Instead of increasing college and career readiness, such practices result in low GPAs, and in many cases, failed classes and/or grade retention; effectively eliminating college and career opportunities for students with ADHD!

Earlier this year, the Texas Education Agency through the Statewide Access the General Curriculum Network published a guidance document entitled "Grading and Progress Monitoring for Students with Disabilities." A resource for teachers, it includes best practices for grading all students to avoid discriminating against those with disabilities stating:

Teachers should refrain from including other factors not directly related to the demonstration of academic learning, such as:

  • Homework completion and practice – does simply completing the homework assignment reflect mastery of the learning objective?

  • Attendance/tardiness – is being physically present in class impacting a student’s acquisition of knowledge and skills.

  • Behavior –a student’s behavior, positive or negative, should not have an impact on academic performance.

  • Effort – effort is difficult to gauge and/or grade in an objective way.

  • Timeliness of work completion – student may require varied amounts of time to complete classwork. Teachers should work with students who struggle with timeliness in order to identify the root cause of their late work (i.e. external factors, lack of understanding of the content) and then work with the student and/or remediate their areas of academic need.

  • Following class rules – (see behavior above)

  • Extra credit

  • Organization

Of course, the document merely serves as "guidance" and is not legally binding or enforceable. Despite my forwarding a copy to our local school and district personnel, no attempt has been made to incorporate any of these "best practices."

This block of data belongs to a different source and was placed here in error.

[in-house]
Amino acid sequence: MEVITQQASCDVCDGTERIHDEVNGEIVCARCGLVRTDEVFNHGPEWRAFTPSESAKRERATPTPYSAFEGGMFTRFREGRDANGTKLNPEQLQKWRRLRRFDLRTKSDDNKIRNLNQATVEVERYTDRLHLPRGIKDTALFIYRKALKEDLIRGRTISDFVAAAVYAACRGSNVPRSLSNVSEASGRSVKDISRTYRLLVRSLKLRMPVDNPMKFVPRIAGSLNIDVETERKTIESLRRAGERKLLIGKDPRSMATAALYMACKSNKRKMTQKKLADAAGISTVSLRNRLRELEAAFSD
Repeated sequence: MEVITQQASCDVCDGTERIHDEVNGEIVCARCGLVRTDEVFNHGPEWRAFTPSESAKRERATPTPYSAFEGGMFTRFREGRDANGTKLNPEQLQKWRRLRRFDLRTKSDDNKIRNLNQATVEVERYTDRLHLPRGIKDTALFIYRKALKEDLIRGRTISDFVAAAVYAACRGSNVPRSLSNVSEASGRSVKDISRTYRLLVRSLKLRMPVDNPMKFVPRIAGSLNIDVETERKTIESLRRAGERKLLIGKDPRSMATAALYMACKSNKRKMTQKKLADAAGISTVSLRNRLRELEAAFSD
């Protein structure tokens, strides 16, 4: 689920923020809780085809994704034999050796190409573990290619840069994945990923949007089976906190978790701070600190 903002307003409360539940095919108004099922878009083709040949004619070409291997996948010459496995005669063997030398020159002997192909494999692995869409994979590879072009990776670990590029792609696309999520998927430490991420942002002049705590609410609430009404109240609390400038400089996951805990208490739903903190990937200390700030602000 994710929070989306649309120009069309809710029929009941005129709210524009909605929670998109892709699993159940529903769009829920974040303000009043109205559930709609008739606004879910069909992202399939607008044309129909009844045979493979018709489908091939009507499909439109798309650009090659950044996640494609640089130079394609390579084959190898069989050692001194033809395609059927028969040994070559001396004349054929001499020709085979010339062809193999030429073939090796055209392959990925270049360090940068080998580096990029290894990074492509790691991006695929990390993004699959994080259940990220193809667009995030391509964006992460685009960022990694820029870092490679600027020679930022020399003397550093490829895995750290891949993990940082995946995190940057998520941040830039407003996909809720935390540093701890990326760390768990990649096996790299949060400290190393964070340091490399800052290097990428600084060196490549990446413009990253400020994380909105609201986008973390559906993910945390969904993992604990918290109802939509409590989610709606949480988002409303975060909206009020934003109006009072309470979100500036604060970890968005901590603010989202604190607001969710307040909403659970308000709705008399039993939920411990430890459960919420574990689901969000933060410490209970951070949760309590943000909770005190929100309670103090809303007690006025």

Equally important to whether the needs of high school students with ADHD are addressed is how those needs are addressed.

A more recent study in 2014 conducted by scientists from UNC’s Frank Porter Graham Child Development Institute (FPG) and several other universities found that high school students with ADHD receive a "surprising number" of services and supports compared to their non-ADHD peers. Unfortunately for them, the majority of those supports are ineffective and not evidence-based. For example, it would be difficult to find an IEP or 504 Plan for a student that doesn't include additional time for tests as an accommodation. Yet, there is no evidence that such an accommodation helps improve test performance among students with ADHD. (Murray, D. W., et al. "Prevalence and Characteristics of School Services for High School Students with Attention-Deficit/Hyperactivity Disorder," School Mental Health 6, (2014) 264-27).

Lead author Desiree W. Murray suggested, “Using more evidence-based strategies could help reduce the performance gap between students with and without ADHD. These include teaching self-advocacy, self-management strategies, and specific study and organizational skills.”

Now, many high schools do offer special study skills and/or "life skills" classes. However, these classes include students with a variety of disabilities across an even wider variety of skill levels in one classroom with one teacher. Not only do such classes run contradictory to the least restrictive environment requirements of the IDEA, they are unlikely to result in any sustained measurable skill improvement. Plus, placement in such a course unfairly limits opportunities for students with disabilities to take elective courses available to non-disabled students. That is a form of discrimination and a violation of their civil rights under Section 504 of the Rehabilitation Act of 1973.

So, how do we "detoxify" the relationship and improve the high school experience for our children with ADHD?

  • Pre-high school transition planning-A smooth transition from middle to high school is essential to student success. They must be prepared for the structural, academic and social changes they will face as freshmen;

  • Implementing appropriate research-based strategies and supports-organization, planning and study skills must be taught on a one-to-one basis within the context of the student's current course load to ensure internalization of the skills.

  • Eliminating punitive and discriminatory grading practices-We must insist that every student's grades be reflective of their learning and not their disability.